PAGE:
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Fortnightly Magazine - January 2008

Cyber Attack! CIP Goes Live

Utilities are gearing up for cyber security compliance. Will the standards prove worthy?

Michael T. Burr

The NERC CIP standards represent an historic achievement. They include the first mandatory cyber security requirements of their kind to be imposed on a U.S. private-sector industry. Considering the scope and sensitivity of the grid-security issue, developing a set of enforceable standards inevitably would entail a complex and contentious process. From that perspective, NERC, FERC and the industry have made remarkable progress, and their efforts deserve accolades.

Cyber Attack! - Defining 'Critical Assets'

ERCOT utilities approach CIP compliance from varying perspectives

Scott M. Gawlicki

As proposed by the North American Electric Reliability Corp., the new critical infrastructure protection (CIP) standards charge utilities with identifying their own critical assets and related cyber systems. This approach allows great flexibility for utilities to apply the CIP standards to their particular situations. This will help ensure that their efforts focus on securing critical assets, rather than on complying with an overly prescriptive set of mandates that might or might not yield a secure grid.

Cyber Attack! - Lessons Learned: Aurora Attack

Test gets major media hype, but SCADA vulnerabilities remain

Lori A. Burkhart

A simulated attack, named the Aurora Generator Test, took place in March 2007 by researchers investigating supervisory control and data acquisition (SCADA) system vulnerabilities at utility companies. The experiment involved hackers invading the plant’s control system to change the operating cycle of the generator.

Cyber Attack! - Smart-Grid Security

Intelligent power grids present vexing cyber security problems

Michael T. Burr

In a world where streetlights can be used as a weapon, controlling local utility networks becomes more than just a matter of public convenience and necessity. It becomes a matter of public safety and even national security. And in that world, the idea of an inter-networked, automated distribution grid poses troubling questions about cybersecurity vulnerabilities.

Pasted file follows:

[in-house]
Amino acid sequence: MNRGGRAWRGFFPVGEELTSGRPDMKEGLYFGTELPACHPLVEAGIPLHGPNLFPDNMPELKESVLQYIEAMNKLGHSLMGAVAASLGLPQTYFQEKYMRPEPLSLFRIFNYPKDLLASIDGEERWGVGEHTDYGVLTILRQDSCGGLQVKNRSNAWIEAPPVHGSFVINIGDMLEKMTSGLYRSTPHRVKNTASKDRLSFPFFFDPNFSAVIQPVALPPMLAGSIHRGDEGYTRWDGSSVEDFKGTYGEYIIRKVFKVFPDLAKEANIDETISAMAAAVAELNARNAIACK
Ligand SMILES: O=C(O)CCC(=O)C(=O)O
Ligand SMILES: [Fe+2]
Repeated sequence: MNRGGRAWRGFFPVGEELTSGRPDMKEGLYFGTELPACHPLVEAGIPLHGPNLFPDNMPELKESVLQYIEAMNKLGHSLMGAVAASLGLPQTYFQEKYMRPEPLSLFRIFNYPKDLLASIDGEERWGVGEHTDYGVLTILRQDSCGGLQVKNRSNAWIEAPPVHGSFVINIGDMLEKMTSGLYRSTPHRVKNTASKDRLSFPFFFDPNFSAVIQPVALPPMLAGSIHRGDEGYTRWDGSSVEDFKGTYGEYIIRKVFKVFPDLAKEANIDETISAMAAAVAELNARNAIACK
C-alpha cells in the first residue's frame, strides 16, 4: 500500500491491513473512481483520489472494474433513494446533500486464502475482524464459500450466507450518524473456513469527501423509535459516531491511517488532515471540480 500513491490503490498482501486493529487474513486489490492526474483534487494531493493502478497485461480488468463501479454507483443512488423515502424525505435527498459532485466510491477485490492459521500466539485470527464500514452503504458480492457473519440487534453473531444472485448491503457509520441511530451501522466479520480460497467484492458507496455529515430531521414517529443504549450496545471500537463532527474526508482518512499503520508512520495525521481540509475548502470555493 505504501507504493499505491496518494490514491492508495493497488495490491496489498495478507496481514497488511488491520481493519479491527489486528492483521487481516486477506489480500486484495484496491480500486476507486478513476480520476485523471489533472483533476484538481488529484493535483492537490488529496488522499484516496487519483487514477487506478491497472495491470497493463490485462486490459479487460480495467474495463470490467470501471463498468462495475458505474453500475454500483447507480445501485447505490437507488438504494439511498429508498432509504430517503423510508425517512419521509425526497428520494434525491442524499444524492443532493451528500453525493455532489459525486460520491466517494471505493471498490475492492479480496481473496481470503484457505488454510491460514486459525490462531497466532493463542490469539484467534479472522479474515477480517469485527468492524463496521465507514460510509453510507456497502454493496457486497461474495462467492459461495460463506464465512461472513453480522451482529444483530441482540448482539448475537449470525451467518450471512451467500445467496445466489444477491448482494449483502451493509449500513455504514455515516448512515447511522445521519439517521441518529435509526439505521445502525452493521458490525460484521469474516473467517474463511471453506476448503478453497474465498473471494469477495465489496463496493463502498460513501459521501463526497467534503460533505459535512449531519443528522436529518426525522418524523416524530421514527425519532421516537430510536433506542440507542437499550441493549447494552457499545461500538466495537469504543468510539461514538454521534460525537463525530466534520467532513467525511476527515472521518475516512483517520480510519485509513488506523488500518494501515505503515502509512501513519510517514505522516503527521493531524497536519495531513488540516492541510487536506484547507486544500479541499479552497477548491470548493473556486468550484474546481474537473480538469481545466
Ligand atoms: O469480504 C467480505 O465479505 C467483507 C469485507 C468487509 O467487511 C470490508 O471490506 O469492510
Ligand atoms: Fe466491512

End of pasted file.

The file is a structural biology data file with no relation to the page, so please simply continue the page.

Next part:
California: Mandating Demand Response

California’s load-management experience argues for formal DR standards

Jackalyne Pfannenstiel and Ahmad Faruqui

California hopes to reap $3 billion in benefits from demand response over the next 20 years. Maximizing the potential may require the California Energy Commission to exert its statutory authority. CEC’s chair co-authors.

Duke's Fifth Fuel

Conservation investments benefit participants and non-participants alike

Charles J. Cicchetti, Ph.D.

For-profit energy efficiency programs are coming. Duke Energy proposes to align the interests of shareholders and retail customers within an expanded least-cost approach. Convincing regulators will require taking a holistic view of the costs and benefits.

What Price, Security?

Grid reliability depends on ‘reasonable business judgment’

Michael T. Burr, Editor-in-Chief

The word “security” no longer means what it used to mean. Now, “security” means gates, guards and guns. It means protecting critical assets with a multi-layered cyber and physical perimeter. It means exercising vigilance and caution, and accepting inconvenience as a matter of routine.

Letters to the Editor

Before the hearings started, I felt the number of critical cyber assets for a medium size utility would be on the order of several thousand, not 20 as some major utilities are identifying under the CIP standards. This should be a red flag for the industry.

Texas Ring Fence

TXU’s buyout structure creates a potential model for utility M&A and refinancing deals

Terry A. Pratt

2007 was a big year for TXU Corp., as it went private in the largest leveraged buyout in history. To sweeten the deal for environmentalists and regulators, TXU made structural and financial concessions. Now TXU’s ring-fencing structure might become a template for future utility M&A and refinancing deals.

Setting the Standard

NERC’s new cyber security rules may minimize cost of compliance, but they leave utilities guessing on how to identify risks.

Bruce W. Radford

Liam Baker, vice president for regulatory affairs at US Power Generating, questions whether his company’s power plants and control systems in New York and Massachusetts must comply with the electric industry’s new mandatory standards for cyber security. Baker voiced his doubts in written comments he filed in October with FERC.

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